Music

Boy Harsher’s forthcoming record, Careful, follows a period of time when the couple – Jae Matthews and Gus Muller – weren’t on speaking terms. Taking time to deal with their differences and the difficulties of life outside of their relationship, the record is rooted in the idea of love marred by fear, pain and space.

The resulting body of work wrapped up in Careful not only relates to an erotic love but the love that morphs and fluctuates over time, the love that lives within complications and is understood through loss. Rather than simply re-enacting these stories, the album narrates and explains the before and after of those intense feelings – providing an escape as much as a personal reflection.

At large on the DIY circuit, yet still selling out huge shows (including an upcoming sell-out at London’s Electrowerkz), the duo has managed to retain their mystique in the face of extensive touring. Developed at home in Massachusetts with a minimal set-up, their ethereal sound is sourced and balanced by the push and pull rooted in the duo’s own relationship.

Clementine Zawadzki: Jae, tell me about your tattoo, ‘careful’. What did it mean to you at the time and how has that evolved into being the title of your new album?
Jae Matthews: I got the tattoo when we were performing live, before we had ever recorded anything, at what I thought was our last performance because we weren’t really speaking, we weren’t on good terms. At the time it was really meant as the axiom of being careful, like a warning. I was really wrecked when Gus and I split the first time and I felt like I wasn’t being diligent and protecting myself. So years later we decided we wanted to call the series of songs Careful, and it relates to a similar feeling of being protective of your heart. It just seemed to really resonate when we were writing. What do you think, Gus?
Gus Muller: Jae is primarily in charge of the lyrics and the content in that way, so when I put meaning to her words it’s more my take on it. But when we were writing the album, Jae was dealing with a lot of stuff with her mother and some family stuff, she lost her stepdad at the time. So, for me, Careful started to evolve just past young love or something like that… it could be applied to investing yourself in any relationship.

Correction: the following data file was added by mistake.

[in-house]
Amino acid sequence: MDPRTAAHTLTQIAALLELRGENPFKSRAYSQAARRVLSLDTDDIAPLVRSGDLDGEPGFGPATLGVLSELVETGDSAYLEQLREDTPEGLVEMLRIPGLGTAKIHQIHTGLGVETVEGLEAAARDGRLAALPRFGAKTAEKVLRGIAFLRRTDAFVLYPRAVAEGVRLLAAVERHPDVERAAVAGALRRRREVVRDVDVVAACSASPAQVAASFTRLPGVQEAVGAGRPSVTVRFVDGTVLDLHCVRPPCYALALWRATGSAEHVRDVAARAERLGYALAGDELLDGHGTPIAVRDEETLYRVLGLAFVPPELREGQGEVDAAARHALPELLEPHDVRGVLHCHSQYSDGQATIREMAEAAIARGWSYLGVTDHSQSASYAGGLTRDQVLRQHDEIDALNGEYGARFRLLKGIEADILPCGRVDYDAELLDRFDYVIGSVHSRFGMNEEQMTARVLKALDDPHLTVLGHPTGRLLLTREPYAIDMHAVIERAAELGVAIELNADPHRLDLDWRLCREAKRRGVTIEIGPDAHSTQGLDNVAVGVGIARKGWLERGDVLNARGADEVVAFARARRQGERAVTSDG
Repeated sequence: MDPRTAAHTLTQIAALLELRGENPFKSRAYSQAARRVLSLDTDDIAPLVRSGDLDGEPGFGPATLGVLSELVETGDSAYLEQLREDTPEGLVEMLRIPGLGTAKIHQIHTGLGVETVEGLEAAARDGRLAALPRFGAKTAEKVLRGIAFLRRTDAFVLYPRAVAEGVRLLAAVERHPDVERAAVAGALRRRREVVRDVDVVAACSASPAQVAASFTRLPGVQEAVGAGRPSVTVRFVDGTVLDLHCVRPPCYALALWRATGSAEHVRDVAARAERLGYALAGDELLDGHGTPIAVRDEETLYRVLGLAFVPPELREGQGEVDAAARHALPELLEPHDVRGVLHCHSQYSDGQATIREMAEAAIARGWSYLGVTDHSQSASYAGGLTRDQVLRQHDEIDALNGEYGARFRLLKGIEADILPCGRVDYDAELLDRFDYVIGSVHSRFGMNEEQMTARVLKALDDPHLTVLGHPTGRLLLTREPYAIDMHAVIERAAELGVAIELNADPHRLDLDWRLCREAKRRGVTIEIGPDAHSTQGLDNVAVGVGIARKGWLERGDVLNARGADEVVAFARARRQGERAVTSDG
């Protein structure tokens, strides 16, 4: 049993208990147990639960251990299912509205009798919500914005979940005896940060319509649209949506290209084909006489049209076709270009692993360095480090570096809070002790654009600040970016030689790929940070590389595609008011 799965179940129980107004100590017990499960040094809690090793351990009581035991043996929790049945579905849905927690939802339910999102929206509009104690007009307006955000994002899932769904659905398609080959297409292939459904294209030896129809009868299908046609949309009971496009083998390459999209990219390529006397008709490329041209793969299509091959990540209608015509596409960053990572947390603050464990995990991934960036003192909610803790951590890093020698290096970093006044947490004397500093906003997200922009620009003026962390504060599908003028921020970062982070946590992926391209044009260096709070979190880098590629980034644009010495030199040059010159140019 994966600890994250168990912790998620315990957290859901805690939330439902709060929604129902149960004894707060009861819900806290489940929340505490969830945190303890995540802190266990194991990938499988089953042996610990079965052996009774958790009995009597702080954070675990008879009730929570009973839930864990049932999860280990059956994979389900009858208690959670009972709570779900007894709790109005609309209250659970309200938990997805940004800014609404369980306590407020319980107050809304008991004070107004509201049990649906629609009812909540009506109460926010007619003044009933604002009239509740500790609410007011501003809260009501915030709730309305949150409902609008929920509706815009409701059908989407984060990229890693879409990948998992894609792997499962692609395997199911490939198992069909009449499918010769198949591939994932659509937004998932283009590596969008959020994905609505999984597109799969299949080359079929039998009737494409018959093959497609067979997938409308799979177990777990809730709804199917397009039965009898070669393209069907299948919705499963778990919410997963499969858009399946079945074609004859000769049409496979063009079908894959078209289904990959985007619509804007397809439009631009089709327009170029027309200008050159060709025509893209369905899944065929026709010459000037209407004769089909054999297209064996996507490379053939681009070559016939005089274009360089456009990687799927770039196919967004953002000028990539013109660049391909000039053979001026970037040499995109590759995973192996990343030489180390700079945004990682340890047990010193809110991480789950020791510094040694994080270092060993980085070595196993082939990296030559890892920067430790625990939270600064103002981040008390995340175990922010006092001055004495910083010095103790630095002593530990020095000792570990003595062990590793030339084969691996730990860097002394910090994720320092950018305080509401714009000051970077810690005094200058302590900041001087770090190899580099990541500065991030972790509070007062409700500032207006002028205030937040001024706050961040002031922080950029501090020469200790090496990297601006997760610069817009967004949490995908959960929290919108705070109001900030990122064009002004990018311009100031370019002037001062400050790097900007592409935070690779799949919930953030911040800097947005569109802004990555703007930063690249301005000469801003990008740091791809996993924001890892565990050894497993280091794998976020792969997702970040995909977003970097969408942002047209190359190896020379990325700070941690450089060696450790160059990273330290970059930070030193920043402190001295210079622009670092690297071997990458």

CZ: It is said people either operate from love or fear. How did you learn to work with the shadow side of love on these songs?
JM: We’ve just become less intense [laughs]. I think we figured out a way to neutralise the emotional experience, because we are still – I think – experiencing the intense levels of pain, lust, happiness, and sadness, but I guess the difference now is we’re at a point where we trust one another.

” I was really wrecked when Gus and I split the first time and I felt like I wasn’t being diligent and protecting myself. So years later we decided we wanted to call the series of songs Careful, and it relates to a similar feeling of being protective of your heart.”

CZ: Do you find it easy to talk about such personal feelings through your music?
JM: I think it’s easier for me to write what I know – asserting my emotional experience into the narrative of the songs we’re writing. I think most of our content is cryptic and pretty nuanced, so I don’t feel totally vulnerable. I mean, the vulnerability that comes out of expressing one’s self in this way is maybe what people can connect to. I don’t feel like I’m giving away my social security number or anything. I’m re-living these pretty universal moments that everyone has gone through: the feeling of rejection, devilish lust, being resentful, totally wild; and when people connect to our music, that’s what I see them connecting with.

CZ: How about your creative relationship? How do you push each other and has this changed at all?
GM: I think it just comes back to the trust that’s grown between us. So if I’m feeling down on something, Jae’s there to motivate me and tell me that it’s going to work out, and vice versa.
JM: Yeah, the writing and recording of the past was pretty tumultuous, but now I think we’re a little more patient with one another which is also super important, and we wouldn’t be able to be where we are without that patience and understanding, respect, you know, the basics.